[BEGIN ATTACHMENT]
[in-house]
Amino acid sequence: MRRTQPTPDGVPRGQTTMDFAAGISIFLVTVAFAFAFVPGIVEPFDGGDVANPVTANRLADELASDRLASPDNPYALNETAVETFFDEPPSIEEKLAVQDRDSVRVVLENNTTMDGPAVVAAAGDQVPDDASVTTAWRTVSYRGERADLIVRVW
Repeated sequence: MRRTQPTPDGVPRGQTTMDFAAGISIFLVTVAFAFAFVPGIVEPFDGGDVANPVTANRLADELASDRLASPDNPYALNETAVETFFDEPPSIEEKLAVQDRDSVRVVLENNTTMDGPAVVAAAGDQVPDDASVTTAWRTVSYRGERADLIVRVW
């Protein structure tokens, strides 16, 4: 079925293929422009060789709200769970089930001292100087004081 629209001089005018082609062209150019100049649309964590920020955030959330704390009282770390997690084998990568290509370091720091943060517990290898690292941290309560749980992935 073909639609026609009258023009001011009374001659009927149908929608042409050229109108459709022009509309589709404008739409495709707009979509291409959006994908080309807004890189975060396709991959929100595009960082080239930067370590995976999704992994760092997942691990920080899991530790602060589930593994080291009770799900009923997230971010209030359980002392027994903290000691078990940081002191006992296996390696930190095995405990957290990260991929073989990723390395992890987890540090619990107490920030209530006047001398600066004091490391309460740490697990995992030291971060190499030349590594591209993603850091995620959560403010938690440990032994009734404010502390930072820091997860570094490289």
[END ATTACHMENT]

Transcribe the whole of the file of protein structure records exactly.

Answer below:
[in-house]
Amino acid sequence: MRRTQPTPDGVPRGQTTMDFAAGISIFLVTVAFAFAFVPGIVEPFDGGDVANPVTANRLADELASDRLASPDNPYALNETAVETFFDEPPSIEEKLAVQDRDSVRVVLENNTTMDGPAVVAAAGDQVPDDASVTTAWRTVSYRGERADLIVRVW
Repeated sequence: MRRTQPTPDGVPRGQTTMDFAAGISIFLVTVAFAFAFVPGIVEPFDGGDVANPVTANRLADELASDRLASPDNPYALNETAVETFFDEPPSIEEKLAVQDRDSVRVVLENNTTMDGPAVVAAAGDQVPDDASVTTAWRTVSYRGERADLIVRVW
């Protein structure tokens, strides 16, 4: 079925293929422009060789709200769970089930001292100087004081 629209001089005018082609062209150019100049649309964590920020955030959330704390009282770390997690084998990568290509370091720091943060517990290898690292941290309560749980992935 073909639609026609009258023009001011009374001659009927149908929608042409050229109108459709022009509309589709404008739409495709707009979509291409959006994908080309807004890189975060396709991959929100595009960082080239930067370590995976999704992994760092997942691990920080899991530790602060589930593994080291009770799900009923997230971010209030359980002392027994903290000691078990940081002191006992296996390696930190095995405990957290990260991929073989990723390395992890987890540090619990107490920030209530006047001398600066004091490391309460740490697990995992030291971060190499030349590594591209993603850091995620959560403010938690440990032994009734404010502390930072820091997860570094490289």